Manager Climate Corps
Pacific Islands Climate Adaptation Science Center

Quantifying historic and current shoreline change for selected priority areas on Hawaiʻi Island to determine appropriate shoreline setbacks in the face of rising sea levels

graduate student controls a drone lifting off to record coastal imagery
Drones acquire coastal imagery that when combined with hisotric photos and LiDAR imagery allows researchers to quantify historic erosion rates and estimate future impacts of sea level rise. Photo Credit: Rose Hart, UH Hilo

Case Study Published on Research Project in January 2020 Due to Its Direct and Lasting Impact on Management

Link to Project's Final Report (June 2018)

Project Summary: Despite its vast coastline and unique coastal ecosystems and resources, Hawaiʻi Island has never had a comprehensive shoreline assessment of coastal vulnerabilities or any systematic monitoring of long-term shoreline change rates. Consequently, Hawaiʻi Island is in a weak position for adapting to the potential impacts of sea-level rise (SLR), building community resilience, and conserving key coastal resources and environments. This project seeks to quantify historic and current coastal erosion rates for selected priority areas on Hawaiʻi Island. Existing shoreline records, including historic aerial photographs and LiDAR coastal surveys, will be combined with new coastal imagery and three-dimensional data sets collected from unmanned aerial vehicles (UAV) and other survey platforms to determine past and current shoreline change rates. These data will then be merged with SLR projections and other geospatial layers to estimate future impacts. The priority areas for this study represent a variety of coastal environments at different stages of development, including sea cliffs (Honoliʻi), low-lying and subsiding coastal lava fields (Kapoho), and calcareous beaches (Hapuna).These data will provide a visualization tool for communities and county workers to understand local impacts of SLR and consider necessary adaptations.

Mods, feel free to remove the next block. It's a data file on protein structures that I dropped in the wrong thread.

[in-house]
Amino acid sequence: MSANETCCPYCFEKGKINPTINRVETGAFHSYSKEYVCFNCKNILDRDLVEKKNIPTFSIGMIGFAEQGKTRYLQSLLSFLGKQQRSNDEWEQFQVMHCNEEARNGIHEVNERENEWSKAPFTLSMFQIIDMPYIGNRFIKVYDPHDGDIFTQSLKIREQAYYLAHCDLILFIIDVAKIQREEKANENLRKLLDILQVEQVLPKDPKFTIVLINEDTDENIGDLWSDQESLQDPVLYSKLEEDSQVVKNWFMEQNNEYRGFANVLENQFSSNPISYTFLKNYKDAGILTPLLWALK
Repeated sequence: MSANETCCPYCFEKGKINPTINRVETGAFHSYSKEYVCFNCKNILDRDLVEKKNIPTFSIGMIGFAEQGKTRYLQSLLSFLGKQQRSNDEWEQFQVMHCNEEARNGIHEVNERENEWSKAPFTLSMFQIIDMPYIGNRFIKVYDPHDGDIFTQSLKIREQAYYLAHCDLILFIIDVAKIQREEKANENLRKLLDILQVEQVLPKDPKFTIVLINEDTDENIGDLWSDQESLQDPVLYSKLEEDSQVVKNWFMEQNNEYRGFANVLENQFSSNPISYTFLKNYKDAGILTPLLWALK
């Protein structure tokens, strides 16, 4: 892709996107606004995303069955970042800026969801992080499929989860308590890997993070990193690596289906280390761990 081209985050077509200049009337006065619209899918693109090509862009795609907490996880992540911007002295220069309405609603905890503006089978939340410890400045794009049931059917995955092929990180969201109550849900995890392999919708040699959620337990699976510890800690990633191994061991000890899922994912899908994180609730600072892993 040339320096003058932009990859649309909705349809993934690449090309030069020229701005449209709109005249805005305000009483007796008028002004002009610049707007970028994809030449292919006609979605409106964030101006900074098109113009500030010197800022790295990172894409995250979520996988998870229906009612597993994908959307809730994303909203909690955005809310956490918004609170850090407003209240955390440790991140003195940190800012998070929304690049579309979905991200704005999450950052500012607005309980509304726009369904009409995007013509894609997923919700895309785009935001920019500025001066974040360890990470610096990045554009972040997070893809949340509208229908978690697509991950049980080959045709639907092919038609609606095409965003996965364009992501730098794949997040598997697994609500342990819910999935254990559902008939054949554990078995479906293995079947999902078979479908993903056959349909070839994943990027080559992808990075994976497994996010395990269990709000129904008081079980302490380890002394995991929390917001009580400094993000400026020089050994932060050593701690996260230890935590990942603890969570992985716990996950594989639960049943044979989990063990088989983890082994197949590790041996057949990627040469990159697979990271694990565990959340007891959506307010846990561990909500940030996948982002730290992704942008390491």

Primary Contact and Masters Graduate Student: Rose Hart (rosehart@hawaii.edu)

Faculty Advisor:

  • Ryan Perroy , Assistant Professor of Geography and Environmental Science, University of Hawaiʻi at Hilo

Committee Members

  • Steven Colbert , Assistant Professor of Marine Science, University of Hawaiʻi at Hilo
  • Charles H. Fletcher III, Associate Dean and Professor, School of Ocean and Earth Science Technology, University of Hawaiʻi at Mānoa
  • Bethany Morrison, Planner, County of Hawaiʻi

Project Start Date: August 2016
Project Completion Date: May 2018

Manager-Based Coastal Erosion Research Photo: Informing coastal planning and development - Rose Hart (left) and Ryan Perroy (right) co-lead this stakeholder-driven project estimating erosion rates of distinct substrates on Hawai'i Island. Photo Credit: Hart

Project Information

Published as a Case Study on US Climate Resilience Toolkit (January 2020)

Final Report (June 2018)

Progress Report (November 2017)

Project Overview

Project in the News

CNN Reports on UH Hilo Field Team Tracking Lava Flow from the Night Sky (June 2018)

Excellence Award from the Institute of Mathematics for Industry at Kyushu University, Japan (Oct. 2017)

UH Hilo Stories article (April 2017)

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Partner Agencies

UH Manoa

University of Guam

Department of the Interior


Pacific Islands Climate Adaptation Science Center

Contact MCC Staff

  • Sharon Ziegler-Chong: University Consortium Lead
  • Phone: (808) 933-0759
  • Email: ziegler@hawaii.edu

The MCC partners with the Tropical Conservation Biology and Environmental Science Graduate Program at UH Hilo and is a part of the larger tri-university consortium of the Pacific Islands Climate Adaptation Science Center (PI-CASC).